To Osho, the most important practice as a human being is to learn "to be here and now." The only way to do this is through the breath. If we look at Osho's words through the language of Chinese medicine, we can see the Heart through its Shen represents our desires. The Shen is animation. It wants something. It communicates strongly with the Liver's Hun which is associated with time: past and present. Yet, the Su Wen says it is the Lungs through its Po that regulates and "advises" the Heart. Qi directs the blood: breath naturally has an impact on consciousness. It allows the Shen to let go of its striving, to come into the present moment and recognize that which is primordial, beyond the self: eternal.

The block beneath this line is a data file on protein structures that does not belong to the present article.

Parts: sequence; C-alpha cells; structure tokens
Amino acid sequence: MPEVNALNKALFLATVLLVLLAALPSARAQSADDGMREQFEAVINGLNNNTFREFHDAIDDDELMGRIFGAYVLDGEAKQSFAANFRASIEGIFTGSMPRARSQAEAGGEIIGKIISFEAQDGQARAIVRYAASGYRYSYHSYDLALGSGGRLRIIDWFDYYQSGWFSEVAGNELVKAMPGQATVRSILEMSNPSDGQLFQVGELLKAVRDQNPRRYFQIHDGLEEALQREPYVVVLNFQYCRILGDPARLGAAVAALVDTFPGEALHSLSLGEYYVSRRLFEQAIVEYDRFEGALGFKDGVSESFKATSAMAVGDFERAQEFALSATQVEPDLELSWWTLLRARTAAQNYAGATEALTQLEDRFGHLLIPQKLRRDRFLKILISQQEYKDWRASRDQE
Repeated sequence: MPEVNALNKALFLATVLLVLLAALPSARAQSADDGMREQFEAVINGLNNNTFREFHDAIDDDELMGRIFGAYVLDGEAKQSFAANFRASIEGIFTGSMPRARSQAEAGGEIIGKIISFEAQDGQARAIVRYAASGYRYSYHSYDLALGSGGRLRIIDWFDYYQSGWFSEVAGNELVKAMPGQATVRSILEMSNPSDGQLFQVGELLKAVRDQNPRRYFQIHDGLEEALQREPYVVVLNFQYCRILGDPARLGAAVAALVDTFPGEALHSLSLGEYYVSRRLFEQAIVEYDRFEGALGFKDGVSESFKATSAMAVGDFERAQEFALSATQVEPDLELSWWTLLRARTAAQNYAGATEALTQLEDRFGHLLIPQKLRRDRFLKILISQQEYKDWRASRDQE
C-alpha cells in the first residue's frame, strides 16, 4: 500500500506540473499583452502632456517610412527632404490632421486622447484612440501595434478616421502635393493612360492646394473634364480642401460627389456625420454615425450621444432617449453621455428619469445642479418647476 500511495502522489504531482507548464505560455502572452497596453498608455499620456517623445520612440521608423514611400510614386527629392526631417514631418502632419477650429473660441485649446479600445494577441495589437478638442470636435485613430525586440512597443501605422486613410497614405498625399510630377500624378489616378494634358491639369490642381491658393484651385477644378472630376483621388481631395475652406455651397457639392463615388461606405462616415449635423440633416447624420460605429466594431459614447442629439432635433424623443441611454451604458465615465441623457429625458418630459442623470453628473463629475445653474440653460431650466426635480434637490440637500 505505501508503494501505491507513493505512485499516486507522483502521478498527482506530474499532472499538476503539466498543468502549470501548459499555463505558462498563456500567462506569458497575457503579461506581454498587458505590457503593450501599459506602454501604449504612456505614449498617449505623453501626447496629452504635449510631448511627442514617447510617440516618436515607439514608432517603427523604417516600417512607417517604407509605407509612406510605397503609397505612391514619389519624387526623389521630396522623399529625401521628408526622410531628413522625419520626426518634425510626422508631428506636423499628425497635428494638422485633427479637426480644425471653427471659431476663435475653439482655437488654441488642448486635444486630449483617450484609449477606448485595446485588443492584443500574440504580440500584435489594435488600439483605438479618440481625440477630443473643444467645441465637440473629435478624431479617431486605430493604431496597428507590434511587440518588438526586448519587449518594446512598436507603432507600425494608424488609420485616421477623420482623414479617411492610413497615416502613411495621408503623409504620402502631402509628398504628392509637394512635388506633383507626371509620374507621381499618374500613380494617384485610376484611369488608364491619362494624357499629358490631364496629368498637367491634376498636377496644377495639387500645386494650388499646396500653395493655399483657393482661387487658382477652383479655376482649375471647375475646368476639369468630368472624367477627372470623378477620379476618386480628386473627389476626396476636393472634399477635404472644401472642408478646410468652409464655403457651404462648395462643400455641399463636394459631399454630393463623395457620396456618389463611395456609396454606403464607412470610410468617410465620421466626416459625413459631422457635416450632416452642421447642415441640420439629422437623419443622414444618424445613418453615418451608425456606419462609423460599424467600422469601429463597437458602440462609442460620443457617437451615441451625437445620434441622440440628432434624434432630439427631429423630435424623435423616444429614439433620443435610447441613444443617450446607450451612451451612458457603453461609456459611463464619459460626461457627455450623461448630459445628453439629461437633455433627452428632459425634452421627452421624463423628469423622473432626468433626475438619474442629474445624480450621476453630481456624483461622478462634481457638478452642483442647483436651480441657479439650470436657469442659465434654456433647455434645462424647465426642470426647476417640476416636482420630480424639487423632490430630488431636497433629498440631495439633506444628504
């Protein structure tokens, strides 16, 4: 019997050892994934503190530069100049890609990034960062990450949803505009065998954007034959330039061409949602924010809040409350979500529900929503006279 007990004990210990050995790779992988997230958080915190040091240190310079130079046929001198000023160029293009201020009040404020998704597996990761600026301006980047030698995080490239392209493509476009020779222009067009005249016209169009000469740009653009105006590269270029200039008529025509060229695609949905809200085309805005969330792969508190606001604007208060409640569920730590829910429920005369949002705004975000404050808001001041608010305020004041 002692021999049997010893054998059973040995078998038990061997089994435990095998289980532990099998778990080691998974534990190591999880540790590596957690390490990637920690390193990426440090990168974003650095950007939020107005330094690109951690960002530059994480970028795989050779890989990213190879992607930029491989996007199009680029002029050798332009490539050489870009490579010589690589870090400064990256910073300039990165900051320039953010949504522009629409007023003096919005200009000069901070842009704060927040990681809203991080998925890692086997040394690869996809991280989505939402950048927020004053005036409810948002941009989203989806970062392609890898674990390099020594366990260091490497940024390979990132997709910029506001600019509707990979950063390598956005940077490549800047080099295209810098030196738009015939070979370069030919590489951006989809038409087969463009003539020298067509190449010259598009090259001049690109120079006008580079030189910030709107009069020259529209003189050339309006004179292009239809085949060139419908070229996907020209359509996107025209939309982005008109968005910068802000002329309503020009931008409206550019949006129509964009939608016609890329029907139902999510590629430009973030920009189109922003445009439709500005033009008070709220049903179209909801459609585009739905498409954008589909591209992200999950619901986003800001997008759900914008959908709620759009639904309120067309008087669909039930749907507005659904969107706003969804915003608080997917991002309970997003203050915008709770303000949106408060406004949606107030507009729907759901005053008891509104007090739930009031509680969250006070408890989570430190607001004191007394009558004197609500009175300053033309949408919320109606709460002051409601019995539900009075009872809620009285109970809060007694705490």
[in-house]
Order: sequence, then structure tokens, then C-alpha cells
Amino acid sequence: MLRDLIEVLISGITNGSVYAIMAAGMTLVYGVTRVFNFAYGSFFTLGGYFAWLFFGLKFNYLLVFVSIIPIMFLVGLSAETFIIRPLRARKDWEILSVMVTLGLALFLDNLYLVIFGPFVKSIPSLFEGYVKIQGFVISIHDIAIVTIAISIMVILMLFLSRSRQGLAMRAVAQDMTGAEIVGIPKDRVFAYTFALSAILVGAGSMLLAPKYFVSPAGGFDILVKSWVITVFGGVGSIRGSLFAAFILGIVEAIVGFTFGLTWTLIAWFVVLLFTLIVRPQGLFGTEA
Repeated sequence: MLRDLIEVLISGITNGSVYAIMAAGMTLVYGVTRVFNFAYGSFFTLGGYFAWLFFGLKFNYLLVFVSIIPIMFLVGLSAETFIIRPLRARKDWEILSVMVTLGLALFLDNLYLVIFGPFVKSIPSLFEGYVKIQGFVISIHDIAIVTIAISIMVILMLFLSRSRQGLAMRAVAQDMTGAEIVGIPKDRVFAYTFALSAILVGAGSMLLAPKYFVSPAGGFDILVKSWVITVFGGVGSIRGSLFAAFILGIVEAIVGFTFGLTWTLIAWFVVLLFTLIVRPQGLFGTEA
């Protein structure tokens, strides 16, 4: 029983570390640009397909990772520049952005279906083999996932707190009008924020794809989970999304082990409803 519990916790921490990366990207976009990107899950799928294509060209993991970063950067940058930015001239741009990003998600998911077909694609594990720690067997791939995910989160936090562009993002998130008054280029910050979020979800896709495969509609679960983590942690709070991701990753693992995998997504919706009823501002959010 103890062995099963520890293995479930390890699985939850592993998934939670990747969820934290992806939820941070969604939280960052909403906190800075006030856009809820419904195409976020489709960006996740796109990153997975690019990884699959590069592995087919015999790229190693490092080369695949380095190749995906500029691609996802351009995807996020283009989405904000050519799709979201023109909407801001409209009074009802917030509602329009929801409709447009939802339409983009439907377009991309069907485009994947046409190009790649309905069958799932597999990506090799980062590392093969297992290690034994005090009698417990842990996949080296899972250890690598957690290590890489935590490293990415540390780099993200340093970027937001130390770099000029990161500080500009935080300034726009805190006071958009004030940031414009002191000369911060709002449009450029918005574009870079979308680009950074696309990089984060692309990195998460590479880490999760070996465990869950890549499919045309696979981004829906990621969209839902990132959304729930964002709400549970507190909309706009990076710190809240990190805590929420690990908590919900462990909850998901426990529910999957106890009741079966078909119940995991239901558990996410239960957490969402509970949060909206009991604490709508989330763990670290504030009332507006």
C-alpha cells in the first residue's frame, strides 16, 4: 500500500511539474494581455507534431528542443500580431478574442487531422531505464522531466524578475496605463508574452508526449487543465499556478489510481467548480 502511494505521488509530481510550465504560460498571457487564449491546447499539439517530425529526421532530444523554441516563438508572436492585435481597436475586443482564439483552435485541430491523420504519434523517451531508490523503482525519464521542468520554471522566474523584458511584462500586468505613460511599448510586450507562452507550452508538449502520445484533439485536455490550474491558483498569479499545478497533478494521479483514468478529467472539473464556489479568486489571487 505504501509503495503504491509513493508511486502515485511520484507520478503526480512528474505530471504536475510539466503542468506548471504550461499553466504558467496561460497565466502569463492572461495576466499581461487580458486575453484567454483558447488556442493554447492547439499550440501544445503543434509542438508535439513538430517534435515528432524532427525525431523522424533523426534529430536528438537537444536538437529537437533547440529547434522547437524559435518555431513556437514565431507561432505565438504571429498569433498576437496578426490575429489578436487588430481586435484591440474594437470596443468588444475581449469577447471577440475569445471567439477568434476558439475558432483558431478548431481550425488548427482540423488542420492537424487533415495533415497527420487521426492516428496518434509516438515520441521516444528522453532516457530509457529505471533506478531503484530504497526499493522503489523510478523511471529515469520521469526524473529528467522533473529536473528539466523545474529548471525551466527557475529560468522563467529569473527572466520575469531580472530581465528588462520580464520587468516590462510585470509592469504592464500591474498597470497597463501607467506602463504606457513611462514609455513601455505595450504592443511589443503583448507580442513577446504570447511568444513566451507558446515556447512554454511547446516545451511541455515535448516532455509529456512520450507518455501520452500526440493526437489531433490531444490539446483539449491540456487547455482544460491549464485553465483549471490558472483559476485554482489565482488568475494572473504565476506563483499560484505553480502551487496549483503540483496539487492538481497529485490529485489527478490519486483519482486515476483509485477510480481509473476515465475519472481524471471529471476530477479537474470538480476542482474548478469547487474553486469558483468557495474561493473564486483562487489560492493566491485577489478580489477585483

This answers a major question for us as acupuncturists. Why would we want to work with a channel system that is primarily associated with unconscious, autonomic energy? What's the fun in that? Why not use the Primary Channels instead: they deal with both Wei (unconscious) energy as well as Ying (conscious) qi? One would think philosophically, through using the Primary Channels we can make that which is unconscious conscious. This is certainly a worthy effort. However, according to Osho, oftentimes our problems occur because we are too self-conscious. We are over-using our minds, which he says can never be in the present moment. The nature of mind is to always be in the past or the future. It is always desiring. Osho is essentially saying the agenda of the Shen will always get in the way. Arguably this is what keeps us striving in our lives. Without desire, we have no reason to be in human form. Our life is about our curriculum: our Shen's agenda. Yet, if we wish to reach a so-called higher state of consciousness, according to Osho, and many other spiritual traditions, we need to reach beyond the small (Shen) mind into a place of "no-mind:" into the big Shen.